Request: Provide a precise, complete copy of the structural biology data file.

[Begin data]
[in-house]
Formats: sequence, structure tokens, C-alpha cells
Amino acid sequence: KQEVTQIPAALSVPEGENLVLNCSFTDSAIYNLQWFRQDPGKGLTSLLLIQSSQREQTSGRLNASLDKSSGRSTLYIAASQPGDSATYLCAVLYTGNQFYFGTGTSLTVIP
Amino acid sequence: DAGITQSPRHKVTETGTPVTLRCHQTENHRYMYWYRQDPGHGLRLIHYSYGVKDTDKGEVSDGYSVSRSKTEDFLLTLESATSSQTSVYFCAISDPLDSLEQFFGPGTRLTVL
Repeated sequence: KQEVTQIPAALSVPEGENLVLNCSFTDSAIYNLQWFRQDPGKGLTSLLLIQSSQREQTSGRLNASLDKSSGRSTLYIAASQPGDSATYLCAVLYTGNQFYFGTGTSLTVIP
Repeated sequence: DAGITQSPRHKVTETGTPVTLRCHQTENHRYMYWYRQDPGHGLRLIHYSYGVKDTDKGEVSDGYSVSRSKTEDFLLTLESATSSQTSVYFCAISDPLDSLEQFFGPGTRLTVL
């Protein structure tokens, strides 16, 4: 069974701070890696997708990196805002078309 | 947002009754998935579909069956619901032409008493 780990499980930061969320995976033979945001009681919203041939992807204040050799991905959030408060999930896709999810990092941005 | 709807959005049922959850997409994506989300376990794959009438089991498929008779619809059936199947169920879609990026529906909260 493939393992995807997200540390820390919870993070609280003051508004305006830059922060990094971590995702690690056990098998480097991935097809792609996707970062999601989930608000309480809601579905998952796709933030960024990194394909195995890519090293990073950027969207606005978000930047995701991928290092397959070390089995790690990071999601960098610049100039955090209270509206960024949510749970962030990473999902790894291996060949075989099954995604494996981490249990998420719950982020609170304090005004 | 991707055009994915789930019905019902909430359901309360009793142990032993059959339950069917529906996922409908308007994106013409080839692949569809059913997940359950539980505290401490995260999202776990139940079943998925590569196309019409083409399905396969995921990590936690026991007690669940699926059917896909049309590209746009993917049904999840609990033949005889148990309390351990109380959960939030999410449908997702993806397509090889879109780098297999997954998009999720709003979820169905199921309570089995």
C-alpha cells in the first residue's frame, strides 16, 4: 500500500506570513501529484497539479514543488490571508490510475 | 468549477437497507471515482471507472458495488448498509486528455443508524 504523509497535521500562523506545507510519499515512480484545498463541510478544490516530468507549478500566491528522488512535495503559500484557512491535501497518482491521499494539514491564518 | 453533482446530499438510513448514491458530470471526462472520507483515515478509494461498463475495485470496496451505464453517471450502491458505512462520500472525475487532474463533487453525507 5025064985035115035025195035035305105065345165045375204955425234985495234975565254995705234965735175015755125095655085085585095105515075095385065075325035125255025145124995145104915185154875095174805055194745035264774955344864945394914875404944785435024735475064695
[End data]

[in-house]
Formats: sequence, structure tokens, C-alpha cells
Amino acid sequence: KQEVTQIPAALSVPEGENLVLNCSFTDSAIYNLQWFRQDPGKGLTSLLLIQSSQREQTSGRLNASLDKSSGRSTLYIAASQPGDSATYLCAVLYTGNQFYFGTGTSLTVIP
Amino acid sequence: DAGITQSPRHKVTETGTPVTLRCHQTENHRYMYWYRQDPGHGLRLIHYSYGVKDTDKGEVSDGYSVSRSKTEDFLLTLESATSSQTSVYFCAISDPLDSLEQFFGPGTRLTVL
Repeated sequence: KQEVTQIPAALSVPEGENLVLNCSFTDSAIYNLQWFRQDPGKGLTSLLLIQSSQREQTSGRLNASLDKSSGRSTLYIAASQPGDSATYLCAVLYTGNQFYFGTGTSLTVIP
Repeated sequence: DAGITQSPRHKVTETGTPVTLRCHQTENHRYMYWYRQDPGHGLRLIHYSYGVKDTDKGEVSDGYSVSRSKTEDFLLTLESATSSQTSVYFCAISDPLDSLEQFFGPGTRLTVL
């Protein structure tokens, strides 16, 4: 069974701070890696997708990196805002078309 | 947002009754998935579909069956619901032409008493 780990499980930061969320995976033979945001009681919203041939992807204040050799991905959030408060999930896709999810990092941005 | 709807959005049922959850997409994506989300376990794959009438089991498929008779619809059936199947169920879609990026529906909260 493939393992995807997200540390820390919870993070609280003051508004305006830059922060990094971590995702690690056990098998480097991935097809792609996707970062999601989930608000309480809601579905998952796709933030960024990194394909195995890519090293990073950027969207606005978000930047995701991928290092397959070390089995790690990071999601960098610049100039955090209270509206960024949510749970962030990473999902790894291996060949075989099954995604494996981490249990998420719950982020609170304090005004 | 991707055009994915789930019905019902909430359901309360009793142990032993059959339950069917529906996922409908308007994106013409080839692949569809059913997940359950539980505290401490995260999202776990139940079943998925590569196309019409083409399905396969995921990590936690026991007690669940699926059917896909049309590209746009993917049904999840609990033949005889148990309390351990109380959960939030999410449908997702993806397509090889879109780098297999997954998009999720709003979820169905199921309570089995």
C-alpha cells in the first residue's frame, strides 16, 4: 500500500506570513501529484497539479514543488490571508490510475 | 468549477437497507471515482471507472458495488448498509486528455443508524 504523509497535521500562523506545507510519499515512480484545498463541510478544490516530468507549478500566491528522488512535495503559500484557512491535501497518482491521499494539514491564518 | 453533482446530499438510513448514491458530470471526462472520507483515515478509494461498463475495485470496496451505464453517471450502491458505512462520500472525475487532474463533487453525507 5025064985035115035025195035035305105065345165045375204955425234985495234975565254995705234965735175015755125095655085085585095105515075095385065075325035125255025145124995145104915185154875095174805055194745035264774955344864945394914875404944785435024735475064695